Happy Pride Month!
If you haven’t already heard, June has been designated to be a month for LGBT+ (or queer) people to celebrate their identities. What is there to be proud of? Society has for so long told people of differing sexuality and/or gender identity that there is something wrong with them, that they should be ashamed of who they are. Pride Month gives people an opportunity to reject this shame publicly. Why June? The modern gay rights movement started with the Stonewall Uprising on June 28, 1969. The celebration of that date has eventually extended to the entire month.
Pride celebrates people with differing sexualities and gender identities. Here are some of the most common terms used. These definitions below are oversimplified.
- Sexual orientation: Who a person is physically attracted to, labeled in relation to each person’s gender (heterosexual, homosexual, bisexual, pansexual, etc.). Note: please do not use the term “sexual preference.” It is a loaded term that can cause harm.
- Sex: The categorization of people as male, female, or intersex based on biological markers.
- Gender identity: The internal sense of femaleness, maleness, both, or neither. This may correspond with a person’s biological/assigned sex (cisgender), opposite it (transgender), a combination of the two (genderqueer, genderfluid), or neither (gender nonbinary). Some use transgender to encompass all non-cisgender identities.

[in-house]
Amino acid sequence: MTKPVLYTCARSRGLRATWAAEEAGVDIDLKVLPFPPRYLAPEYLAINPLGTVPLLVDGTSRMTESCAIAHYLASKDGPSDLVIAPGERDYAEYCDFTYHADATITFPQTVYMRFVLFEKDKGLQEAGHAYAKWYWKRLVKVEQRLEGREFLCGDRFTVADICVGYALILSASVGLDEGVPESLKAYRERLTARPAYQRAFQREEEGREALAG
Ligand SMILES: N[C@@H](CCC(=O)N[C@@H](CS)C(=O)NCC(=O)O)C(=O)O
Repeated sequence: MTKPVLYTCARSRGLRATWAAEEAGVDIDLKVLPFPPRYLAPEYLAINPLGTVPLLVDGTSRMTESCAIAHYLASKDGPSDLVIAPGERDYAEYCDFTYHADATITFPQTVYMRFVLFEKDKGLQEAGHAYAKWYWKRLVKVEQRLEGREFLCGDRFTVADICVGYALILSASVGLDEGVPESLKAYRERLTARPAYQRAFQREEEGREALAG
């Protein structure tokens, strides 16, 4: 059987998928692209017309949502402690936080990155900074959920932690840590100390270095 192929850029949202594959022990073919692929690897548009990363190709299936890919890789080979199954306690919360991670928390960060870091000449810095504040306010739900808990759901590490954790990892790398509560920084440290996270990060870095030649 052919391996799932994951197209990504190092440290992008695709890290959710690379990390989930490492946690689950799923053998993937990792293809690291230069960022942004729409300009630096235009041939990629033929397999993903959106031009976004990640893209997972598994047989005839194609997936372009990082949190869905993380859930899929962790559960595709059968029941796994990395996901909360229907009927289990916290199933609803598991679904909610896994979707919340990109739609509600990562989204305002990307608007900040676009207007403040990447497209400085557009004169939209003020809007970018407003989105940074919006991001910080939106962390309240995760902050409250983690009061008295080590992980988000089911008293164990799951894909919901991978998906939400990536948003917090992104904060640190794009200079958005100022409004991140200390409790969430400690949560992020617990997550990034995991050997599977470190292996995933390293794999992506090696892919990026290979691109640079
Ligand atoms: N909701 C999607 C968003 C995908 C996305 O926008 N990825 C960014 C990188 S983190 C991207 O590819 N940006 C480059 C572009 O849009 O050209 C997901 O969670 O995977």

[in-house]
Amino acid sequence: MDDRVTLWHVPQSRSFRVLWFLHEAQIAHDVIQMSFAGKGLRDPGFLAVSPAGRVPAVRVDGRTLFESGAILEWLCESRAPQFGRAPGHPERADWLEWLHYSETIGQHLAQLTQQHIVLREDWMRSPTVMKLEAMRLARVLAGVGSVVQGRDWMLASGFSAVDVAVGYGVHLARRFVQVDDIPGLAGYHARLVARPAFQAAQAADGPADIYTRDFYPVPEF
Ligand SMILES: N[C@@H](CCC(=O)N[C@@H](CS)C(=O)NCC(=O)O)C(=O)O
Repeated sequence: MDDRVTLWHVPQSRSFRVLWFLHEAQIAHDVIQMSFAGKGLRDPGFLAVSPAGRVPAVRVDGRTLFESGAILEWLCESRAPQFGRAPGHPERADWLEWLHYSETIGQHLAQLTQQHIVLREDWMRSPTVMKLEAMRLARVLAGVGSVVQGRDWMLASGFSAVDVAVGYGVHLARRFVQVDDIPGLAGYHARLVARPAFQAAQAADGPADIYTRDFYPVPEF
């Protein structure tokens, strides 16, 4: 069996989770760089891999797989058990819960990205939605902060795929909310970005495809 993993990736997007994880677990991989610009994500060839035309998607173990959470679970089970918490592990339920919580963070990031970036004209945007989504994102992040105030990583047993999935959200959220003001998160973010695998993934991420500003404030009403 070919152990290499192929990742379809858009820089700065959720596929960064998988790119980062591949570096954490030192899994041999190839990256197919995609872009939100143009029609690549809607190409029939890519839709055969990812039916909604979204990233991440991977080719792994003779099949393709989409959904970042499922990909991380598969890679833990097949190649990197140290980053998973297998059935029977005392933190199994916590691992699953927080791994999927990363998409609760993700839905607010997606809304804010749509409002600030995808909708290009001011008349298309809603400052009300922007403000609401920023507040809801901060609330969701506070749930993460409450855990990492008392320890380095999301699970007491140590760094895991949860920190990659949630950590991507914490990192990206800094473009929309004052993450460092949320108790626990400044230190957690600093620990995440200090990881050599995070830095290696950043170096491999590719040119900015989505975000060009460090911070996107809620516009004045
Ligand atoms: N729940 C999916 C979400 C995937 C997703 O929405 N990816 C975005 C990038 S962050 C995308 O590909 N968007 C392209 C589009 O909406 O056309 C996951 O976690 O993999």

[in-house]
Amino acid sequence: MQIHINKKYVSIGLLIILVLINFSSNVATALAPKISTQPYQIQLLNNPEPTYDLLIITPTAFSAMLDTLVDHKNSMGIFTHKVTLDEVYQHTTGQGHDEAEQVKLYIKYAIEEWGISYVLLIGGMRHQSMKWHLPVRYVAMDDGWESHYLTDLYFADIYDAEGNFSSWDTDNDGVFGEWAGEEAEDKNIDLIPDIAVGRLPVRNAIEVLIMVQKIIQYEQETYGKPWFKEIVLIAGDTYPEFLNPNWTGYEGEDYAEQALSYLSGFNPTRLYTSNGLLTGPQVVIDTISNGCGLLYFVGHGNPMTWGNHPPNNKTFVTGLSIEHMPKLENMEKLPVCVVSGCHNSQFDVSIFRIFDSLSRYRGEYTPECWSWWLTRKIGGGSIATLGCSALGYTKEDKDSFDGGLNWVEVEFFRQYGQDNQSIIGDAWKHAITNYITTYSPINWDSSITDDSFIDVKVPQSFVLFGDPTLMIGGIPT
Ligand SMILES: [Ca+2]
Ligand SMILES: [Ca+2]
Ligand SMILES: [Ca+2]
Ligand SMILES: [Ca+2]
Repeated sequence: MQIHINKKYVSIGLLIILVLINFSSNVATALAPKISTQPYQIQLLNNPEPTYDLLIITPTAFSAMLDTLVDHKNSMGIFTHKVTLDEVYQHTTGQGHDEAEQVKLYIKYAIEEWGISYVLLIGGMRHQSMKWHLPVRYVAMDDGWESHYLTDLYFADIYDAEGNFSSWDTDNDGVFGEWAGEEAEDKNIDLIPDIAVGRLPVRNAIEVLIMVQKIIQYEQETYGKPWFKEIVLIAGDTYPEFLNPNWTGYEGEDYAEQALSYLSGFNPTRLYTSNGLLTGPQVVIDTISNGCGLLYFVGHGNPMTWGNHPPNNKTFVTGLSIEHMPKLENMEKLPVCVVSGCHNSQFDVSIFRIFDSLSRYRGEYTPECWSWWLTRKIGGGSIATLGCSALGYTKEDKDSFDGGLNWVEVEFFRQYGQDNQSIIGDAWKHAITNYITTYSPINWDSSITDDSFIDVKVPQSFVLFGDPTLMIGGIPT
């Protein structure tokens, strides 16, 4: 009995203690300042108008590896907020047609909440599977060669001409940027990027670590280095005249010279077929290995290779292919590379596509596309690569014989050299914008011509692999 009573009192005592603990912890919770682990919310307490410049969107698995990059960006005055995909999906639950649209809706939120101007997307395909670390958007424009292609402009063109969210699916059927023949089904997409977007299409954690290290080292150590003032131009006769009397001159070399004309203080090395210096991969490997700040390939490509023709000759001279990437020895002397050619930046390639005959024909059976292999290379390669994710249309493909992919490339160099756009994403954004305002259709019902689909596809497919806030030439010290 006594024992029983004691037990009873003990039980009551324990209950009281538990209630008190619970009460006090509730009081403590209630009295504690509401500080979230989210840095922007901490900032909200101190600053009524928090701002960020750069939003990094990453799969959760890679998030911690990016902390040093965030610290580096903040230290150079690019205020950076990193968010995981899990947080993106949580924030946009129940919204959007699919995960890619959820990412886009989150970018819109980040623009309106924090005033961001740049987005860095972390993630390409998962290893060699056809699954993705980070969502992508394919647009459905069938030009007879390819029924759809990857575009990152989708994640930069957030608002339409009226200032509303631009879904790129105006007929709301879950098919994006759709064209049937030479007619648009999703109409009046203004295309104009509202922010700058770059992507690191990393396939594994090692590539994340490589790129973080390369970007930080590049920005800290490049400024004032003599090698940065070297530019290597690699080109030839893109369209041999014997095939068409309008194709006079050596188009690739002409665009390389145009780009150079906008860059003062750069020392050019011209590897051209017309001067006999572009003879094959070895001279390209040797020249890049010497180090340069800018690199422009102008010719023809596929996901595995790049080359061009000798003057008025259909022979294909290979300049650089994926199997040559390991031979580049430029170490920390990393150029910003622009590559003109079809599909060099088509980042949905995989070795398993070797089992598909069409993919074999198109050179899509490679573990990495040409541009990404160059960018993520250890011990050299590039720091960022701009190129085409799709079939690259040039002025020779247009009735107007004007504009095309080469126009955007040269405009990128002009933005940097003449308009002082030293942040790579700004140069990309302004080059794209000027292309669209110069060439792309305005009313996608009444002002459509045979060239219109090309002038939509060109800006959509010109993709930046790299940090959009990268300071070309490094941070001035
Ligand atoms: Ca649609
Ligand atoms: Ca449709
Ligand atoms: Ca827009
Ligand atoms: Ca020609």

- LGBT (or LGBTQIA+): An acronym that attempts to encompass everyone whose sexuality, gender identity, or sex differs from that of most of the population. It stands for Lesbian, Gay, Bisexual, and Transgender, but it can be extended to Queer/Questioning, Intersex, and Asexual. The plus sign is intended to encompass anyone not represented specifically.
- Queer: There is disagreement within the greater LGBT+ community whether this term is still a derogatory slur or has been reclaimed as a blanket term for LGBT+. The difference is often generational. A piece of advice, if you do not identify within the LGBT+ community yourself, only use “queer” if you know the people you are speaking to use it in a positive sense.
The sad truth is that many LGBT+ people have been hurt physically, emotionally, mentally, and spiritually purely because of this portion of their identity. The even sadder truth is that a lot of this hurt has come in the name of Christ and directly from the church. In times past, the term “gay Christian” was thought to be an oxymoron; people had to choose between their identity and their faith. As more denominations and individual congregations have moved to a more inclusive policy and practice, this is changing and there are many who know that they do not have to choose.
If you are interested in helping LGBT+ people, great! However, while adding an inclusive statement to your church website and waving a rainbow flag is important, it is not enough. It is not even enough just to change the church culture, though that is even more important than the outward signs.
One of the important first steps of truly welcoming and integrating LGBT+ people into your church is to acknowledge the hurt and pain caused by the church. This is not acknowledging what you personally have done or what your specific congregation has done, although if there is a need, please do so. You are a representative of Christ and his church. Other representatives of Christ and the church have caused harm in Jesus’ name.
The second part of this step is repentance. If Scripture has taught us anything, it has taught us the importance of repentance. It is the call of the prophets, the ministry of John the Baptist, and half of Jesus’ first proclamation. Note that repentance is more than just feeling bad for past sins or just saying “Sorry.” It involves turning from our way and walking in God’s way. It involves changing your behavior. But the act of apologizing is important as well.